Globalisation (Online)


Everybody is talking about 'globalisation' – but what does it really mean? What factors drive globalisation and what are the consequences for all of us? How can and should we govern processes of globalisation? Do we need more or fewer global institutions? Whether you’re interested in the effects of the 2008 credit crunch and global recession, the role of transnational corporations or the impact of emerging technologies this short course will enable you to find out more.

For information on how the courses work, and a link to our course demonstration site, please click here.

Programme details

  1. Introduction: What is globalisation?
  2. The global economy: The 2008 credit crunch, recession and recovery
  3. Globalisation in historical context
  4. International trade and industrial policy
  5. The role of transnational corporations and foreign direct investment
  6. Globalisation and economic development
  7. Global inequalities
  8. The globalisation of technology
  9. Towards a low-carbon future?
  10. The future for the world economy


We strongly recommend that you try to find a little time each week to engage in the online conversations (at times that are convenient to you) as the forums are an integral, and very rewarding, part of the course and the online learning experience.


To earn credit (CATS points) for your course you will need to register and pay an additional £10 fee for each course you enrol on. You can do this by ticking the relevant box at the bottom of the enrolment form or when enrolling online. If you do not register when you enrol, you have up until the course start date to register and pay the £10 fee.

See more information on CATS point

Coursework is an integral part of all online courses and everyone enrolled will be expected to do coursework, but only those who have registered for credit will be awarded CATS points for completing work at the required standard. If you are enrolled on the Certificate of Higher Education you need to indicate this on the enrolment form but there is no additional registration fee.

Assignments are not graded but are marked either pass or fail.

All students who successfully complete this course, whether registered for credit or not, are eligible for a Certificate of Completion. Completion consists of submitting the final course assignment. Certificates will be available, online, for those who qualify after the course finishes.


Description Costs
Course Fee £324.00
Take this course for CATS points £10.00


Dr Silvia Saravia Matus

Silvia is an international senior consultant and researcher with 10+ years of experience working for international organizations (FAO, ECLAC, IFAD and European Commission) and governments from Latin America, Europe and Sub-Saharan Africa. She specializes on Public Policy, Sustainable Development, Inclusive Finance, Poverty Alleviation, Food Security and Urban/Rural Transformations. Silvia obtained her PhD in Economics at the University of Sheffield in 2008 and since 2010, she has been acting as online tutor for the Globalization Course at the University of Oxford. Silvia possesses an extensive record of policy and academic publications which relate to development projects in 10+ different countries with funds of up to 150 M USD.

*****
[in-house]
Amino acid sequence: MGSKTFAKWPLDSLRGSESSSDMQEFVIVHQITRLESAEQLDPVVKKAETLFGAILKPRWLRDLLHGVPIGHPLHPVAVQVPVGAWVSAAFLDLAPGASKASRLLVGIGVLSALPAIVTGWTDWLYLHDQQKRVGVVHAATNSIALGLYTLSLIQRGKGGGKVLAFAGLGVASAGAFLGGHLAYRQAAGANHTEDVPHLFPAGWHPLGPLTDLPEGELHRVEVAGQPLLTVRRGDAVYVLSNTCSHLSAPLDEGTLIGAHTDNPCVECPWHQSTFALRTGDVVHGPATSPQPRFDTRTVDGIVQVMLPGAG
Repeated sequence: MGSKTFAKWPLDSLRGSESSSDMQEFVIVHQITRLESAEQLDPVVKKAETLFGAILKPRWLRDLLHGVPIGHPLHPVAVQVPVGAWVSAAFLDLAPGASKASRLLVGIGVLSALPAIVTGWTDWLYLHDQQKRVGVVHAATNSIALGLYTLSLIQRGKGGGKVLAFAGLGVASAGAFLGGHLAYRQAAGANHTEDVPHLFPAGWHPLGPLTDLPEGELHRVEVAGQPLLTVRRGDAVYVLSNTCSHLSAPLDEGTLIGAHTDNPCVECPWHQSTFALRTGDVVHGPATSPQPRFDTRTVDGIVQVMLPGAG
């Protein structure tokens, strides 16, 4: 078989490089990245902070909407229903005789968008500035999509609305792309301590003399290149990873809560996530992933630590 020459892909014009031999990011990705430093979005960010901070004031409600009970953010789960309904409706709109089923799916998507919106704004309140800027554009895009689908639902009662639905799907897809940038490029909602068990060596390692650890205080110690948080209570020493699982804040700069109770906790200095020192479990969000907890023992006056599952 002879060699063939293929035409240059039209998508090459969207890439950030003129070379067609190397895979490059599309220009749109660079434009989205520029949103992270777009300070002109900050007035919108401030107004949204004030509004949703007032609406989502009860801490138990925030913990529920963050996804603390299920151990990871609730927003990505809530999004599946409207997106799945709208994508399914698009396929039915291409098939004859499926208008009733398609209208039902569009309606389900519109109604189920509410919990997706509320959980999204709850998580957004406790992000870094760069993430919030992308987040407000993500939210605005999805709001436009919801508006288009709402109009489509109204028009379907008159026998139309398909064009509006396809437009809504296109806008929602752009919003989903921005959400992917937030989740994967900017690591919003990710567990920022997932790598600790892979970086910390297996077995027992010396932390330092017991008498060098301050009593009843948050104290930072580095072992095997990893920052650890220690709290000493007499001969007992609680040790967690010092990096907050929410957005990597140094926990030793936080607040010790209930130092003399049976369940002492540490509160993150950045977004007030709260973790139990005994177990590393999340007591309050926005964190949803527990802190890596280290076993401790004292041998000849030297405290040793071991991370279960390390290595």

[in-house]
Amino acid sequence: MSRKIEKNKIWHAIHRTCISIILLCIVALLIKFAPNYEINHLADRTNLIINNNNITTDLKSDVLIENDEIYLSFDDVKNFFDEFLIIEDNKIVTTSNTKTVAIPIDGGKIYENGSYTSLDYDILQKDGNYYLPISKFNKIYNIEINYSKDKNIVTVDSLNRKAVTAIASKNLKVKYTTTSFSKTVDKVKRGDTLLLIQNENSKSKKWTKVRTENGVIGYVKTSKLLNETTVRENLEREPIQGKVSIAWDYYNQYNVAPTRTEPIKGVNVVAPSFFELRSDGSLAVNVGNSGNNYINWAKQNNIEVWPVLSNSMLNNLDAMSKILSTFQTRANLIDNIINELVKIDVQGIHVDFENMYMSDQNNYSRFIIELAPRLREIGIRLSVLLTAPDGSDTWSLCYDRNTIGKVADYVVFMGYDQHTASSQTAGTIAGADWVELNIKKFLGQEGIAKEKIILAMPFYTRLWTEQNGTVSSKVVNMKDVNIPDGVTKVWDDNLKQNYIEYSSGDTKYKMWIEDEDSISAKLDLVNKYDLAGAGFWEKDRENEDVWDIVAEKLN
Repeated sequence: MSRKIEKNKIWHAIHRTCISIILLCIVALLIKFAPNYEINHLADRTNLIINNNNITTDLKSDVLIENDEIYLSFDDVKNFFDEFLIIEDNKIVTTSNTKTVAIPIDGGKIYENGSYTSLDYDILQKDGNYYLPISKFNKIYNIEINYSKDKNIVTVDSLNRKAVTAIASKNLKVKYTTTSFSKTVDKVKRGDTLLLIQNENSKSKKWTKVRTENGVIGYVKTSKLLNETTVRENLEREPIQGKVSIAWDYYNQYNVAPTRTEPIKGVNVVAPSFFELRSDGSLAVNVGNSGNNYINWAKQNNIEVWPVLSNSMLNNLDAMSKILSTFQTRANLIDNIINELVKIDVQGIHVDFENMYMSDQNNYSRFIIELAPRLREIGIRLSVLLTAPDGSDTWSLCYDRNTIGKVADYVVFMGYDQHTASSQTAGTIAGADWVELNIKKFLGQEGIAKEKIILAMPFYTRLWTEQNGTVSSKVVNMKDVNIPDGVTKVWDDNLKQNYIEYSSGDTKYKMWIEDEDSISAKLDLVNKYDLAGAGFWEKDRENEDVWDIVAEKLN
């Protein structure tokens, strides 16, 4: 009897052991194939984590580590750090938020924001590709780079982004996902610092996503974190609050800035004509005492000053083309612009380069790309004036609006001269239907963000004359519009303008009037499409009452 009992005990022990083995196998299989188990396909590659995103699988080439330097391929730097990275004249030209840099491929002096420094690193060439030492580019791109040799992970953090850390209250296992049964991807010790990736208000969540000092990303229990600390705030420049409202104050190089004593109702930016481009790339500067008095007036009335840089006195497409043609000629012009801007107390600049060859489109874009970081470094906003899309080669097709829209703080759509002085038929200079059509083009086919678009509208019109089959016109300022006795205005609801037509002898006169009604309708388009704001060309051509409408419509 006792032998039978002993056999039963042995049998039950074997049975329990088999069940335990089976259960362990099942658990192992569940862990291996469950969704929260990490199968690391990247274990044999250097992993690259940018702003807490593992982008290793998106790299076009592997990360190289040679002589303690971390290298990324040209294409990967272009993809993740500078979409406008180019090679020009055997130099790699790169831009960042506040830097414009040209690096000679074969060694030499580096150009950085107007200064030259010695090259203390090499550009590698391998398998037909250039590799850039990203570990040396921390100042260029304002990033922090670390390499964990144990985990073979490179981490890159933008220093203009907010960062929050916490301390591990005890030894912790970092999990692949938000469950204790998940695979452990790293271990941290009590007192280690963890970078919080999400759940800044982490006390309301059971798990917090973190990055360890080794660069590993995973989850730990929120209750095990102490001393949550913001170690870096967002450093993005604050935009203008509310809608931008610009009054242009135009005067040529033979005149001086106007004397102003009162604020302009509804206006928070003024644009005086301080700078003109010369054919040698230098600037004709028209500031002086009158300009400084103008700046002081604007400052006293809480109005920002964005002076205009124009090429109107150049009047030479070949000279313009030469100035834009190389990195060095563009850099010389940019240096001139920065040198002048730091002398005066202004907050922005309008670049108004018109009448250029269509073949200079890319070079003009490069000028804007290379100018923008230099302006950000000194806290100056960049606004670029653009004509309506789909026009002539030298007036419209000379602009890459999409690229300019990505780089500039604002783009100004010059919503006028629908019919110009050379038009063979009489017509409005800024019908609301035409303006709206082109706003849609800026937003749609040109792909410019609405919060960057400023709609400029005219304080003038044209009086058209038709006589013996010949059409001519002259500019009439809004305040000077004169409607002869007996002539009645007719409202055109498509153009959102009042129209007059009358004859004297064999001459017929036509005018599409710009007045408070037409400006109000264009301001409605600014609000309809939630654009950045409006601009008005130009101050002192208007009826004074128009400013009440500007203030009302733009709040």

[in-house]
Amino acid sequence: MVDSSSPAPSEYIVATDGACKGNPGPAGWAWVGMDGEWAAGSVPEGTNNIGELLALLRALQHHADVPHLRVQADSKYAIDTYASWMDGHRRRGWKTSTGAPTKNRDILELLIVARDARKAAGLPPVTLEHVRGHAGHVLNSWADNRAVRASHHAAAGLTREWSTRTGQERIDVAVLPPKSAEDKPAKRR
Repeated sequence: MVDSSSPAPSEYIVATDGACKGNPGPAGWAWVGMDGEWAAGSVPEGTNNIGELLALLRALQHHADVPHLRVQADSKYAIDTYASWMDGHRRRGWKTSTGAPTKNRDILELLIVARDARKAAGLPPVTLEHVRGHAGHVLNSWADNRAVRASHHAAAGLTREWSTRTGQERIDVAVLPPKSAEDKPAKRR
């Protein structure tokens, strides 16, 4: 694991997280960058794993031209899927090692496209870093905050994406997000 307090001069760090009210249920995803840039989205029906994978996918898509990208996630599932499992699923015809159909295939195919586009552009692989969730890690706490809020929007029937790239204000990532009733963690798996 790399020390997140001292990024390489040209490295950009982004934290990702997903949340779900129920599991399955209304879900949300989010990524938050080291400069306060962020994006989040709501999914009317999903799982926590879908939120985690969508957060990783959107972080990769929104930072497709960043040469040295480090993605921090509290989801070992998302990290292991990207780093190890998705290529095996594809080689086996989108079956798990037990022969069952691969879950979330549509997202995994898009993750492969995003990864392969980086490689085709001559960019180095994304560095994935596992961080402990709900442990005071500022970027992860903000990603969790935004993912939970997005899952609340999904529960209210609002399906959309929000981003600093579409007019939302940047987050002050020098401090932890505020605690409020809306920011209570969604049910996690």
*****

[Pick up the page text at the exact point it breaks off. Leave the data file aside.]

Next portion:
Course aims

To give students a good understanding of today’s global economy and the process of ‘globalisation’.

Learning outcomes

This course will enable participants to understand current events in the global economy within their historical context, and appreciate the factors that have created the current global economic system. Participants will also be able to see how the various policy options available to governments and international organisations might impact on the global economy.

Assessment methods

You will be set two pieces of work for the course. The first of 500 words is due halfway through your course. This does not count towards your final outcome but preparing for it, and the feedback you are given, will help you prepare for your assessed piece of work of 1,500 words due at the end of the course. The assessed work is marked pass or fail.

English Language Requirements

We do not insist that applicants hold an English language certification, but warn that they may be at a disadvantage if their language skills are not of a comparable level to those qualifications listed on our website. If you are confident in your proficiency, please feel free to enrol. For more information regarding English language requirements please follow this link:


Please use the 'Book' or 'Apply' button on this page. Alternatively, please complete an application form.

Level and demands

FHEQ level 4, 10 weeks, approx 10 hours per week, therefore a total of about 100 study hours.

IT requirements

This course is delivered online; to participate you must to be familiar with using a computer for purposes such as sending email and searching the Internet. You will also need regular access to the Internet and a computer meeting our recommended minimum computer specification.